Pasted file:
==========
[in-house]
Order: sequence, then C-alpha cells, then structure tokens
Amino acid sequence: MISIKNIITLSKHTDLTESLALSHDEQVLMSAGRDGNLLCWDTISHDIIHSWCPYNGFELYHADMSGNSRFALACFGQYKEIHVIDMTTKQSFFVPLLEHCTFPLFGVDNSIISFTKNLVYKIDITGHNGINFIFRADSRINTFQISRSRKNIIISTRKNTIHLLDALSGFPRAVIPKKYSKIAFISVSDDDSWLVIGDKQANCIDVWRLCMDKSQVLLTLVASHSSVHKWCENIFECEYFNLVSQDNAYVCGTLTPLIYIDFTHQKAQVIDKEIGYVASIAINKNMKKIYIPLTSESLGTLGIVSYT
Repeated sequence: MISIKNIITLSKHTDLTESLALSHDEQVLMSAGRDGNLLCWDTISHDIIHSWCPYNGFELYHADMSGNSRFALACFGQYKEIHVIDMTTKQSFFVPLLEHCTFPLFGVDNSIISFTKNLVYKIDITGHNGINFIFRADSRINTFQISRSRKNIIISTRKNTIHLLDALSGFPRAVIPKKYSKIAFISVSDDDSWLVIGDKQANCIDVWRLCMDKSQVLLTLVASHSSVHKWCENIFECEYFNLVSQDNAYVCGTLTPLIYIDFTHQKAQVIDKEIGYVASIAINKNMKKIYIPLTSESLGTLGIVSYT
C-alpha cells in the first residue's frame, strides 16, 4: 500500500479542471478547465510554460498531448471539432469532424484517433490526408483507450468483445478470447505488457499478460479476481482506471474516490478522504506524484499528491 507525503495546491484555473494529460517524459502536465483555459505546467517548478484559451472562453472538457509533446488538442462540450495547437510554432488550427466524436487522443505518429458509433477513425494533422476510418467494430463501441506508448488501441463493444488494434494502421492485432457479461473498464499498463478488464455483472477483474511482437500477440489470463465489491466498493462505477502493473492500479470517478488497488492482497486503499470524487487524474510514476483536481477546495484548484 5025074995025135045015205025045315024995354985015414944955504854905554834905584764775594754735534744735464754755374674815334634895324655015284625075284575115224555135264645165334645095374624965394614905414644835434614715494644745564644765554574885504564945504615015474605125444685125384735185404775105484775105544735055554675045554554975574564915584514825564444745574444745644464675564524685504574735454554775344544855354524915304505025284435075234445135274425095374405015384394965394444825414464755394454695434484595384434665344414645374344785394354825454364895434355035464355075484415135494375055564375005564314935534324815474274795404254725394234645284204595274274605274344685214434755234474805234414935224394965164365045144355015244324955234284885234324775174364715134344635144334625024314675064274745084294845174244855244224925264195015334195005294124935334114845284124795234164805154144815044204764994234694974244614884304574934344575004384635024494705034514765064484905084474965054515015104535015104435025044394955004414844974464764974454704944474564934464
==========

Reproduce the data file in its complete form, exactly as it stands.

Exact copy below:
[in-house]
Order: sequence, then C-alpha cells, then structure tokens
Amino acid sequence: MISIKNIITLSKHTDLTESLALSHDEQVLMSAGRDGNLLCWDTISHDIIHSWCPYNGFELYHADMSGNSRFALACFGQYKEIHVIDMTTKQSFFVPLLEHCTFPLFGVDNSIISFTKNLVYKIDITGHNGINFIFRADSRINTFQISRSRKNIIISTRKNTIHLLDALSGFPRAVIPKKYSKIAFISVSDDDSWLVIGDKQANCIDVWRLCMDKSQVLLTLVASHSSVHKWCENIFECEYFNLVSQDNAYVCGTLTPLIYIDFTHQKAQVIDKEIGYVASIAINKNMKKIYIPLTSESLGTLGIVSYT
Repeated sequence: MISIKNIITLSKHTDLTESLALSHDEQVLMSAGRDGNLLCWDTISHDIIHSWCPYNGFELYHADMSGNSRFALACFGQYKEIHVIDMTTKQSFFVPLLEHCTFPLFGVDNSIISFTKNLVYKIDITGHNGINFIFRADSRINTFQISRSRKNIIISTRKNTIHLLDALSGFPRAVIPKKYSKIAFISVSDDDSWLVIGDKQANCIDVWRLCMDKSQVLLTLVASHSSVHKWCENIFECEYFNLVSQDNAYVCGTLTPLIYIDFTHQKAQVIDKEIGYVASIAINKNMKKIYIPLTSESLGTLGIVSYT
C-alpha cells in the first residue's frame, strides 16, 4: 500500500479542471478547465510554460498531448471539432469532424484517433490526408483507450468483445478470447505488457499478460479476481482506471474516490478522504506524484499528491 507525503495546491484555473494529460517524459502536465483555459505546467517548478484559451472562453472538457509533446488538442462540450495547437510554432488550427466524436487522443505518429458509433477513425494533422476510418467494430463501441506508448488501441463493444488494434494502421492485432457479461473498464499498463478488464455483472477483474511482437500477440489470463465489491466498493462505477502493473492500479470517478488497488492482497486503499470524487487524474510514476483536481477546495484548484 5025074995025135045015205025045315024995354985015414944955504854905554834905584764775594754735534744735464754755374674815334634895324655015284625075284575115224555135264645165334645095374624965394614905414644835434614715494644745564644765554574885504564945504615015474605125444685125384735185404775105484775105544735055554675045554554975574564915584514825564444745574444745644464675564524685504574735454554775344544855354524915304505025284435075234445135274425095374405015384394965394444825414464755394454695434484595384434665344414645374344785394354825454364895434355035464355075484415135494375055564375005564314935534324815474274795404254725394234645284204595274274605274344685214434755234474805234414935224394965164365045144355015244324955234284885234324775174364715134344635144334625024314675064274745084294845174244855244224925264195015334195005294124935334114845284124795234164805154144815044204764994234694974244614884304574934344575004384635024494705034514765064484905084474965054515015104535015104435025044394955004414844974464764974454704944474564934464